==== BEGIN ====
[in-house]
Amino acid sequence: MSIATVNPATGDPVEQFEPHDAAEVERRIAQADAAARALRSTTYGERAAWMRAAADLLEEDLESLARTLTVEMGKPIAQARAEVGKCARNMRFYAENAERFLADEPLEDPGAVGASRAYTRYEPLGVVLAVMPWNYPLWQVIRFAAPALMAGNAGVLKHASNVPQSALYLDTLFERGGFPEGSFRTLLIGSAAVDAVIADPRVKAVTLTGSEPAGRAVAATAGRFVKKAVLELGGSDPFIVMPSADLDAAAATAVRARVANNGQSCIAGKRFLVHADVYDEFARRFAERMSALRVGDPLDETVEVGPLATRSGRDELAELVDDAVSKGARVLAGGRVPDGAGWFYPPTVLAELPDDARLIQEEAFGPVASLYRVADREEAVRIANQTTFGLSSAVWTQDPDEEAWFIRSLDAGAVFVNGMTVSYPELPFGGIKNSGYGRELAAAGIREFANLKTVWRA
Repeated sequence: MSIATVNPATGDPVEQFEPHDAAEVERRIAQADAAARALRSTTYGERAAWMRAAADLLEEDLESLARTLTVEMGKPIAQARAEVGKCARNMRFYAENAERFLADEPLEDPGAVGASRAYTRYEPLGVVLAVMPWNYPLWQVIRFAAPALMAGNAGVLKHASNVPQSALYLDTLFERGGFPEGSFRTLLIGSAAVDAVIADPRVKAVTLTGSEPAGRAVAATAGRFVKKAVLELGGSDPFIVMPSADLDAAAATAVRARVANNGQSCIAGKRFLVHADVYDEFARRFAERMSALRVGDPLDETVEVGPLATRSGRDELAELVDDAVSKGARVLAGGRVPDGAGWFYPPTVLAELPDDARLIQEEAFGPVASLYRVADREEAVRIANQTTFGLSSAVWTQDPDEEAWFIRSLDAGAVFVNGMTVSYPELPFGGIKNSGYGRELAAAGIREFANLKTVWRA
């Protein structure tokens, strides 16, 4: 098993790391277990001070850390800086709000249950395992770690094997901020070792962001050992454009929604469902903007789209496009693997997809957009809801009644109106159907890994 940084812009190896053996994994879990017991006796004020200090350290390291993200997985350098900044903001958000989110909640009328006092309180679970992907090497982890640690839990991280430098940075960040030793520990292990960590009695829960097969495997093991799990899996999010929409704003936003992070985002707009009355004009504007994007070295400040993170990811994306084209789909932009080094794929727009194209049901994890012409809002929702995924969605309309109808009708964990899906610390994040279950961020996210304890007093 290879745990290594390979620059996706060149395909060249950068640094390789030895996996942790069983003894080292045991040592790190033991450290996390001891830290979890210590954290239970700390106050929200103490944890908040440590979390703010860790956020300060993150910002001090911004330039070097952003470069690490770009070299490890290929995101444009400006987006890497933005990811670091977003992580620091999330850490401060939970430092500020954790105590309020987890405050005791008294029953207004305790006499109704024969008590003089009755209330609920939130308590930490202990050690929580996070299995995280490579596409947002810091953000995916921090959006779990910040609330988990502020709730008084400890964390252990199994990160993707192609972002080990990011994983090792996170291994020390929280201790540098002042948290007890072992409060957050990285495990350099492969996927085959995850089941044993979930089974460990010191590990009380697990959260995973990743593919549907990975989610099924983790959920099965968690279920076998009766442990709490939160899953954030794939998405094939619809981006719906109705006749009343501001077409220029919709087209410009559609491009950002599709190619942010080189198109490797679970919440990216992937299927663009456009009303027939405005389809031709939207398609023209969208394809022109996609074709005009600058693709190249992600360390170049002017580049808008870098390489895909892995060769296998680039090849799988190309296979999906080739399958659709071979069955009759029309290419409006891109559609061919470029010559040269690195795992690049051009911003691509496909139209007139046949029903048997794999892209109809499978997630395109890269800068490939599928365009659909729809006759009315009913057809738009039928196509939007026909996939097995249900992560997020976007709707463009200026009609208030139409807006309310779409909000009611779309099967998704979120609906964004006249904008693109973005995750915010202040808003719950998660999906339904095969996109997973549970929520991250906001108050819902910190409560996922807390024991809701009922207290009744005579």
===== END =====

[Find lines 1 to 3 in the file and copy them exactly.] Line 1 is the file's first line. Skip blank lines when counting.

[in-house]
Amino acid sequence: MSIATVNPATGDPVEQFEPHDAAEVERRIAQADAAARALRSTTYGERAAWMRAAADLLEEDLESLARTLTVEMGKPIAQARAEVGKCARNMRFYAENAERFLADEPLEDPGAVGASRAYTRYEPLGVVLAVMPWNYPLWQVIRFAAPALMAGNAGVLKHASNVPQSALYLDTLFERGGFPEGSFRTLLIGSAAVDAVIADPRVKAVTLTGSEPAGRAVAATAGRFVKKAVLELGGSDPFIVMPSADLDAAAATAVRARVANNGQSCIAGKRFLVHADVYDEFARRFAERMSALRVGDPLDETVEVGPLATRSGRDELAELVDDAVSKGARVLAGGRVPDGAGWFYPPTVLAELPDDARLIQEEAFGPVASLYRVADREEAVRIANQTTFGLSSAVWTQDPDEEAWFIRSLDAGAVFVNGMTVSYPELPFGGIKNSGYGRELAAAGIREFANLKTVWRA
Repeated sequence: MSIATVNPATGDPVEQFEPHDAAEVERRIAQADAAARALRSTTYGERAAWMRAAADLLEEDLESLARTLTVEMGKPIAQARAEVGKCARNMRFYAENAERFLADEPLEDPGAVGASRAYTRYEPLGVVLAVMPWNYPLWQVIRFAAPALMAGNAGVLKHASNVPQSALYLDTLFERGGFPEGSFRTLLIGSAAVDAVIADPRVKAVTLTGSEPAGRAVAATAGRFVKKAVLELGGSDPFIVMPSADLDAAAATAVRARVANNGQSCIAGKRFLVHADVYDEFARRFAERMSALRVGDPLDETVEVGPLATRSGRDELAELVDDAVSKGARVLAGGRVPDGAGWFYPPTVLAELPDDARLIQEEAFGPVASLYRVADREEAVRIANQTTFGLSSAVWTQDPDEEAWFIRSLDAGAVFVNGMTVSYPELPFGGIKNSGYGRELAAAGIREFANLKTVWRA